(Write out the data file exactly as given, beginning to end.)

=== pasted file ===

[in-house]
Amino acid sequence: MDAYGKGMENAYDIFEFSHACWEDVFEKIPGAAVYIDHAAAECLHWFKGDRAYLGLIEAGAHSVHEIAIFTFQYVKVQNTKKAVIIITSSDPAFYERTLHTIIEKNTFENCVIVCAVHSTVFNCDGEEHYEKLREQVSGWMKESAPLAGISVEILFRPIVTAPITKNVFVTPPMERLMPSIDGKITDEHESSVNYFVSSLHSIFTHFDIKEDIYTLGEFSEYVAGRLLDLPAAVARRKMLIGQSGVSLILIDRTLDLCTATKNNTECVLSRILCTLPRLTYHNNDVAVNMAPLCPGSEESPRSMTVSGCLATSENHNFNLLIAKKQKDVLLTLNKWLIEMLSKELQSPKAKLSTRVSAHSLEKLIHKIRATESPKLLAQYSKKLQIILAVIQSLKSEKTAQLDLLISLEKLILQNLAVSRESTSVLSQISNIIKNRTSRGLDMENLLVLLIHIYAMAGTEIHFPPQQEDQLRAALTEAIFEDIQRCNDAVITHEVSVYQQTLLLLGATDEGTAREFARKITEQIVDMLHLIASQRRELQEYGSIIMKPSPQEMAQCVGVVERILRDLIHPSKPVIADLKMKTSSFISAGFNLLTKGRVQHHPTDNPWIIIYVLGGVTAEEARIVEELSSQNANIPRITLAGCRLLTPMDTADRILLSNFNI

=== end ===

[in-house]
Amino acid sequence: MDAYGKGMENAYDIFEFSHACWEDVFEKIPGAAVYIDHAAAECLHWFKGDRAYLGLIEAGAHSVHEIAIFTFQYVKVQNTKKAVIIITSSDPAFYERTLHTIIEKNTFENCVIVCAVHSTVFNCDGEEHYEKLREQVSGWMKESAPLAGISVEILFRPIVTAPITKNVFVTPPMERLMPSIDGKITDEHESSVNYFVSSLHSIFTHFDIKEDIYTLGEFSEYVAGRLLDLPAAVARRKMLIGQSGVSLILIDRTLDLCTATKNNTECVLSRILCTLPRLTYHNNDVAVNMAPLCPGSEESPRSMTVSGCLATSENHNFNLLIAKKQKDVLLTLNKWLIEMLSKELQSPKAKLSTRVSAHSLEKLIHKIRATESPKLLAQYSKKLQIILAVIQSLKSEKTAQLDLLISLEKLILQNLAVSRESTSVLSQISNIIKNRTSRGLDMENLLVLLIHIYAMAGTEIHFPPQQEDQLRAALTEAIFEDIQRCNDAVITHEVSVYQQTLLLLGATDEGTAREFARKITEQIVDMLHLIASQRRELQEYGSIIMKPSPQEMAQCVGVVERILRDLIHPSKPVIADLKMKTSSFISAGFNLLTKGRVQHHPTDNPWIIIYVLGGVTAEEARIVEELSSQNANIPRITLAGCRLLTPMDTADRILLSNFNI